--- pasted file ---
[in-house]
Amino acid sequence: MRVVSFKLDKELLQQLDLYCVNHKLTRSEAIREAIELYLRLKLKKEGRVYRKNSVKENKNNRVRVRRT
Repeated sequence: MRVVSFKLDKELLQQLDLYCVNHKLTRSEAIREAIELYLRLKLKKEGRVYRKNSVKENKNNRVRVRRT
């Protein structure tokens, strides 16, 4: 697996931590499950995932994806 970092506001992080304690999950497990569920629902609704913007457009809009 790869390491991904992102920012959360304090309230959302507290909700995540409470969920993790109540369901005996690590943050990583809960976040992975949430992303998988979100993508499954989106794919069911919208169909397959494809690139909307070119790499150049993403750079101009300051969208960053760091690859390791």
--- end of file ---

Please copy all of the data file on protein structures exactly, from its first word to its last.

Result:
[in-house]
Amino acid sequence: MRVVSFKLDKELLQQLDLYCVNHKLTRSEAIREAIELYLRLKLKKEGRVYRKNSVKENKNNRVRVRRT
Repeated sequence: MRVVSFKLDKELLQQLDLYCVNHKLTRSEAIREAIELYLRLKLKKEGRVYRKNSVKENKNNRVRVRRT
């Protein structure tokens, strides 16, 4: 697996931590499950995932994806 970092506001992080304690999950497990569920629902609704913007457009809009 790869390491991904992102920012959360304090309230959302507290909700995540409470969920993790109540369901005996690590943050990583809960976040992975949430992303998988979100993508499954989106794919069911919208169909397959494809690139909307070119790499150049993403750079101009300051969208960053760091690859390791």